50% sell-through? 400% markup? What I think you should do, is just sell me your business and quit before the stress kills you.
But seriously, the problem with the approach is that there is indeed money in very small purchases, but the only way to make it like that is with volume. Plan B is to maximise your profit per customer. You can do this in all kinds of ways, but just off the top of my head, some ideas which you might consider testing:
1) If your averaging say $1 per sale actual in-pocket profit, start offering every customer who buys a set of koala stickers your
Mega Stupid Koala Value Pack which has either a truly ridiculous number of stickers, or some combination of stickers, stamps, posters etc. which is priced with a substantially lower margin, but a nominal profit of $5. Not everyone will take you up on it, but you have an excellent qualified buyer there; it's silly to not at least try to upsell them. Don't mention it in your eBay listings -- offer it privately when confirming the sale. If you get bites at $5 try a $10 package. If that does well try a $15 package, etc. Somewhere in there you'll find a price point where people just love to load up on product, and if you're making $1 per order and upsell even one out of five of those orders at $5 profit on the upsell, you just doubled your profit.
2) Inserts. If you can source something that is tangentially related, even say art supplies or stuffed animals (not sure what kind of stickers you're selling, so I'm just throwing out rough examples of course) then spend a little money on some nice glossy tri-folds and enclose one in each shipment. I would not expect a huge response, but it is something where you can "price up." And if people are buying the stickers for their kids, you know the kids are going to want to take that glossy and start harassing Mom for an early birthday present.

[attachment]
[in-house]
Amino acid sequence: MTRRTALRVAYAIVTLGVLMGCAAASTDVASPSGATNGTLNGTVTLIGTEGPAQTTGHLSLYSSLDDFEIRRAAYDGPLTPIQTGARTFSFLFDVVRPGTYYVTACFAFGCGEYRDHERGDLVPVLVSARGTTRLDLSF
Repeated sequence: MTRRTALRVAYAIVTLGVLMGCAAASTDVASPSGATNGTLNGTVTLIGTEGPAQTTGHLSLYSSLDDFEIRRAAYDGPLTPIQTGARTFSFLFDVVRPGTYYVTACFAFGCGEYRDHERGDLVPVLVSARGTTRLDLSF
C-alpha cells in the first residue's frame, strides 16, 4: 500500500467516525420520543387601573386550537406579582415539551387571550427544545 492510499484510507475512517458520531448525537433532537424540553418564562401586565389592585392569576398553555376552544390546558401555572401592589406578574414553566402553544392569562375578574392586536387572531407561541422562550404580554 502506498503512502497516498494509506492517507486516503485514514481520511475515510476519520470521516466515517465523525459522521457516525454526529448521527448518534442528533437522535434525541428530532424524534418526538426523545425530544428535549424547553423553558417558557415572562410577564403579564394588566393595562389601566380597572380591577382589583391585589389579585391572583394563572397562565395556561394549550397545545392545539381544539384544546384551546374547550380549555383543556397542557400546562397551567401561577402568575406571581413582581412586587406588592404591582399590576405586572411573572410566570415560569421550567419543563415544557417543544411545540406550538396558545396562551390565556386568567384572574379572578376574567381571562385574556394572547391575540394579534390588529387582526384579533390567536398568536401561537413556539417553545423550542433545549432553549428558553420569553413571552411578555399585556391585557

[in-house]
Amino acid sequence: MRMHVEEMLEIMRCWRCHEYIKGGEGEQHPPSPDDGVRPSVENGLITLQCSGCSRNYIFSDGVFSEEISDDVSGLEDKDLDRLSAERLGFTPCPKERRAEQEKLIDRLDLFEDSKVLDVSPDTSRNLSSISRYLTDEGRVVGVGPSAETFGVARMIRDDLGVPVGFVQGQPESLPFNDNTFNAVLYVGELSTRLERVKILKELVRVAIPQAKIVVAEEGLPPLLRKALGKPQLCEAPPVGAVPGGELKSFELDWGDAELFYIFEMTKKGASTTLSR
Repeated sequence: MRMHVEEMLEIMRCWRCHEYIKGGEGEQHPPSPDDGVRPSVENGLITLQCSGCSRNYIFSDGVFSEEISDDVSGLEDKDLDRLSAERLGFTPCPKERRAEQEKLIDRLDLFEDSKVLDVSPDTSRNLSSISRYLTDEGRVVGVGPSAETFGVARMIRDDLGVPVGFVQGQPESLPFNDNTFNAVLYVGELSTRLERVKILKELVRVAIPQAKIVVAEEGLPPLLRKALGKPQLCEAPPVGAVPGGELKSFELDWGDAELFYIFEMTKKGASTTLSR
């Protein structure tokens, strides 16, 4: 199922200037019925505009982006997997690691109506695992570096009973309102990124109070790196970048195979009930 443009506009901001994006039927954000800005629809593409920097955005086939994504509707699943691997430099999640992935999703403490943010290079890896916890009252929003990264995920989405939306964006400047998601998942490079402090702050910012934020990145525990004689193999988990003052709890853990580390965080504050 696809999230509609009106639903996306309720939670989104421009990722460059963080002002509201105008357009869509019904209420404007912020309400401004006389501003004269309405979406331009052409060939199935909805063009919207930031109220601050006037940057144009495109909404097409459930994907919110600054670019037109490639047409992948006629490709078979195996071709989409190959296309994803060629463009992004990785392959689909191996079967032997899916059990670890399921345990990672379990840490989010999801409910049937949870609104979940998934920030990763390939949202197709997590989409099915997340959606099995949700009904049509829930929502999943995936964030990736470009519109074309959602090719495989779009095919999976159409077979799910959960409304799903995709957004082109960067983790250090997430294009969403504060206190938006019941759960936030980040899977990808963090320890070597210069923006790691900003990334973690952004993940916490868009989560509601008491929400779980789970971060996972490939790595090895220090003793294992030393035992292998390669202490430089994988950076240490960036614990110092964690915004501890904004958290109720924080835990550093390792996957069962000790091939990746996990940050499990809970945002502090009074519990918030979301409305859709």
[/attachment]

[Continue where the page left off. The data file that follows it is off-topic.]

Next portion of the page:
3) Fundraisers. If you're getting any volume at all of customers who are buying stickers in quantity for a school, church, social group etc. put together a price list of just-over-cost stuff and send it to them along with a letter about what a great fundraising tool your products can be.
4) Personalisation. Get some stock photography and vector art, grab your kid or your sister's kid or any kid whose parent is ok with it, and make some photos of the kid with cartoon characters on the moon, or under the sea, or whatever, and once again hit those established customers with the idea of how much better their lives will be if they order some custom stickers of their kids, pets, etc. I am not 100% on this but I think Zazzle has stickers available that can be customised like this. A pricery option, but again the object is not to cash on a single sale, but to provide many opportunities to add to your bottom line on an existing profitable customer.
Hope this makes sense. The most important thing that you bear in mind right now is that, based on your raw sales data, you have found a winner! Now you should be focusing on expanding the availability and choices, increasing your profit per customer, and -- also crucial -- making it super easy for your customers to tell their friends about you. If you don't have a website, slap yourself hard and then set one up, even if it's one relevant image and a link to your eBay profile. Get a super easy to remember and spell domain name -- if your stickers are mainly kid-oriented, you have another advantage here since your domain name can be any stupid crap you want, as long as it's pronounceable.